"A person walks down stairs in their house and the tobacco odor is still there from the party the night before and they say...what they're smelling is third-hand smoke," scientist Lara Gundel said.
It is the smoke that clings to clothes, furniture and walls long after a cigarette has been put out.
The study released Monday by the Lawrence Berkeley National Laboratory found that third-hand smoke is especially dangerous when nicotine comes into contact with a common indoor pollutant typically found in household gas appliances. Vehicle engines also emit the same toxin.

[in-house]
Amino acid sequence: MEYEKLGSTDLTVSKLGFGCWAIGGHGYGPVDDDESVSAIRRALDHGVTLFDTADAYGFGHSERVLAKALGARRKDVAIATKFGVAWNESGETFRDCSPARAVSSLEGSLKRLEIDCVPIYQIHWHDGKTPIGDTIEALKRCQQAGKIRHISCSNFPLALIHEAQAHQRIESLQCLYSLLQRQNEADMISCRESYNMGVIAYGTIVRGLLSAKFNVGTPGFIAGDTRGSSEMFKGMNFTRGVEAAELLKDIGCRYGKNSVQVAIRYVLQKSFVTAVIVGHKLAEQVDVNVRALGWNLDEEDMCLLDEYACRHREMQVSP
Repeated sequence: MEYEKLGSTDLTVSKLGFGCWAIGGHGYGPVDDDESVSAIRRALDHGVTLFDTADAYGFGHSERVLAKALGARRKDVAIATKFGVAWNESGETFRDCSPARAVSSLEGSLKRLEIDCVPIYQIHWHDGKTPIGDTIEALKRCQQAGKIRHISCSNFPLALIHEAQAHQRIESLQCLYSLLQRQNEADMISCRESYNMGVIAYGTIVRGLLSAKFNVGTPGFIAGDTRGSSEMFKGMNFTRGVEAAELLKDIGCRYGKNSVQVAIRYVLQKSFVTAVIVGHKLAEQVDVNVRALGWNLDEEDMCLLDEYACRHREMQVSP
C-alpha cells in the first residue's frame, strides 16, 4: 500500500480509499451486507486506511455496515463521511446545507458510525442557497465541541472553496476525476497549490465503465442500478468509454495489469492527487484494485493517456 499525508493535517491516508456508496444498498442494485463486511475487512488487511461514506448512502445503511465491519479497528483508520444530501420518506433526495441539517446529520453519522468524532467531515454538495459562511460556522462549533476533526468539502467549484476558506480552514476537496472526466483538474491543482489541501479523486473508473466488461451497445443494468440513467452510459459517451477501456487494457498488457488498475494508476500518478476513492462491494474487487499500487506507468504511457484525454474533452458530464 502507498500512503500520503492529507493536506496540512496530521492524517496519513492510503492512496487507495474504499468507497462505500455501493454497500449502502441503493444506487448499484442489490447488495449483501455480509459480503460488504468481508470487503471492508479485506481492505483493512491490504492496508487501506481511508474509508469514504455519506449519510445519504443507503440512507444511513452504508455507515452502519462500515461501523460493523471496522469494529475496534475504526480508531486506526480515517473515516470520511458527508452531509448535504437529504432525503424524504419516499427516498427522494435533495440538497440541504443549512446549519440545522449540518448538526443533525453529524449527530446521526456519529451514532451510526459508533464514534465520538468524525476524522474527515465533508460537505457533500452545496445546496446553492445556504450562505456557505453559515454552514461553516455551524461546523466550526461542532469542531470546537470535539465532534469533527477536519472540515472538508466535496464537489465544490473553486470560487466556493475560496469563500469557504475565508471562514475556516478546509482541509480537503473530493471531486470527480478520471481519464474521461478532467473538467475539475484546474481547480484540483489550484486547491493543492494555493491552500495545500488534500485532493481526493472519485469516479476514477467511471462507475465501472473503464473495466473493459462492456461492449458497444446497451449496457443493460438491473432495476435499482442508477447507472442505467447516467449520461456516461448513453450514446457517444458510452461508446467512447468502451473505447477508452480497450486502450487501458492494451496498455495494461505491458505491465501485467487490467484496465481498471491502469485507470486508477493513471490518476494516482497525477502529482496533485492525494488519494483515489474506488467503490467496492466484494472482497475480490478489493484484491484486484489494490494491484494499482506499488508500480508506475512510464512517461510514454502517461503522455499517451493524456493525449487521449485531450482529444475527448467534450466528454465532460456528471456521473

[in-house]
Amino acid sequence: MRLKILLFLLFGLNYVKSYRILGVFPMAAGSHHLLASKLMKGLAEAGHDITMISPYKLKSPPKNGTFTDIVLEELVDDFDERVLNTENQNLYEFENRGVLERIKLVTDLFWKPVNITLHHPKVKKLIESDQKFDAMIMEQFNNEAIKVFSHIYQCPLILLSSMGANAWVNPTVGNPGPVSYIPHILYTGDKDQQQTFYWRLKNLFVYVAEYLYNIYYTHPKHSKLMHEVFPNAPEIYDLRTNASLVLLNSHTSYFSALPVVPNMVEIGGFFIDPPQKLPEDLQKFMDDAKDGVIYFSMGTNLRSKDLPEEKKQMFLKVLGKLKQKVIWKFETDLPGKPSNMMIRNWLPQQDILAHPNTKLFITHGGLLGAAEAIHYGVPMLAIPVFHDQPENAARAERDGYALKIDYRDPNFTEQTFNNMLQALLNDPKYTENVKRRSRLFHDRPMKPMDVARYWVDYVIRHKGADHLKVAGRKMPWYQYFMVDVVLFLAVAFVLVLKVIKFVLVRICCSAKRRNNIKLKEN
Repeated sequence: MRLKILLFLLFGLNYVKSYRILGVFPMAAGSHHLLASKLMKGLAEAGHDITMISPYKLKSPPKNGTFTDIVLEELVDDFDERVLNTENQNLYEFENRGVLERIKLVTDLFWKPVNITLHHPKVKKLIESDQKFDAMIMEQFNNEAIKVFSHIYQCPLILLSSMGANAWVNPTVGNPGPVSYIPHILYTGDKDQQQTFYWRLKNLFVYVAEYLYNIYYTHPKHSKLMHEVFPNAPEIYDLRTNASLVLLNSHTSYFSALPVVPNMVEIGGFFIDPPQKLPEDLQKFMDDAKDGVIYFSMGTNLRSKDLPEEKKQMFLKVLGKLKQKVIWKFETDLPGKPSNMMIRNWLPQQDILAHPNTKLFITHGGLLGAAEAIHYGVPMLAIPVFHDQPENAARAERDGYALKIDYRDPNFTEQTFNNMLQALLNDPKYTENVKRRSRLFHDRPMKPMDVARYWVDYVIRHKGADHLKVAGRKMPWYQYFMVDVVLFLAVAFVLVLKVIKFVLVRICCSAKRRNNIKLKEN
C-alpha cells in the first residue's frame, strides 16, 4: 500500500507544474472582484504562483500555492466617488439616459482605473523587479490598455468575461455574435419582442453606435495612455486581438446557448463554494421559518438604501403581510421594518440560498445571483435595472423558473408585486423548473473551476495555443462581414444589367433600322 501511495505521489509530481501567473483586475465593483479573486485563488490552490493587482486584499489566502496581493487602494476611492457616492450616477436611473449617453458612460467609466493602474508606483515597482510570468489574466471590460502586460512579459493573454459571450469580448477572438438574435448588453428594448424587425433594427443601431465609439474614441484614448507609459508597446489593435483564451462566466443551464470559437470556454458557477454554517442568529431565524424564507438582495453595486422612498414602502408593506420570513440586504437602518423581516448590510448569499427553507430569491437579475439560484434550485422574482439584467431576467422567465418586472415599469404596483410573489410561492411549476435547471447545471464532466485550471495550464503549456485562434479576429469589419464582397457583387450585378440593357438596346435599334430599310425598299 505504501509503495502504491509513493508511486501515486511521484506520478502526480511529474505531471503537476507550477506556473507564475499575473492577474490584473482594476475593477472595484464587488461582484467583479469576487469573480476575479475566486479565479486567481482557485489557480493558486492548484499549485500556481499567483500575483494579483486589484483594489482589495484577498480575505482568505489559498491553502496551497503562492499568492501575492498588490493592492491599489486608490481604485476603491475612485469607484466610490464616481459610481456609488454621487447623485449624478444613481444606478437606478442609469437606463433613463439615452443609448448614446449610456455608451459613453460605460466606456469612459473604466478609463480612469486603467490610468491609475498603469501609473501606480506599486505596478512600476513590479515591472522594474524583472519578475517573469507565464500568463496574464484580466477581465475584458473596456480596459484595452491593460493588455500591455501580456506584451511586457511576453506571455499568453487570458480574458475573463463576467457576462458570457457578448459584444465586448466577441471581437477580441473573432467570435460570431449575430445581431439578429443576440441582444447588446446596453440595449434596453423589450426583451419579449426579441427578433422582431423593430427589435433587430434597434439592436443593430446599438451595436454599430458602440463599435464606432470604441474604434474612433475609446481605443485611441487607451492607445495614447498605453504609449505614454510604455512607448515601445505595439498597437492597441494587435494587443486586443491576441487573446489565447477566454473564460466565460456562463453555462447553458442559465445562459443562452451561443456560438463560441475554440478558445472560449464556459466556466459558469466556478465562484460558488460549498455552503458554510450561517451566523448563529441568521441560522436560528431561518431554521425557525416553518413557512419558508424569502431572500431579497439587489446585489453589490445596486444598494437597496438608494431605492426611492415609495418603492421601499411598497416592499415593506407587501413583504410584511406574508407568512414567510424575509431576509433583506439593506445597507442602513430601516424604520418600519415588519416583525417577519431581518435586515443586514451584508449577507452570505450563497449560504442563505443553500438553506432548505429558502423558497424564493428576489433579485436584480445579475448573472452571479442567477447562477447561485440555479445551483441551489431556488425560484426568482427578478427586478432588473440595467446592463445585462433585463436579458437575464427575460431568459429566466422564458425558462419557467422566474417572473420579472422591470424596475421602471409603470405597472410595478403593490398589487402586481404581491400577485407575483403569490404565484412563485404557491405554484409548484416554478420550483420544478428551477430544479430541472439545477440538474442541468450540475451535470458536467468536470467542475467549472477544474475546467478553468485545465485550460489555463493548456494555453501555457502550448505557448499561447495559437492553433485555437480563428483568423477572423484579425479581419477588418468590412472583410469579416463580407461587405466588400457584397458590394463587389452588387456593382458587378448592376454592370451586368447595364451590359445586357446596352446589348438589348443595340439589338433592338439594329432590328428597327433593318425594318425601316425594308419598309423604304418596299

The combination clings to walls, floors, carpets, drapes and other furniture and can last for days, weeks or months, the study concluded. Third-hand smoke also absorbs onto solid surfaces, including stainless steel interior parts of a car.
Opening a window or turning on a fan to ventilate a room will not help much either, the study found.
"If you can smell it, it's still there," Gundel said.
And while smokers are putting themselves at risk, the study determined that third-hand smoke poses the greatest hazard to toddlers and infants because their skin and clothes regularly come into contact with smoke-absorbed carpets.
If you have to smoke, researchers say do it outside.
Even if until today many did not know the scientific definition of third-hand smoke, many smokers had a feeling it could not be any good.
"My mom tells me about that all the time, but she doesn't call it third-hand smoke, she calls it nasty," Berkeley resident and smoker Jimmy Toney said.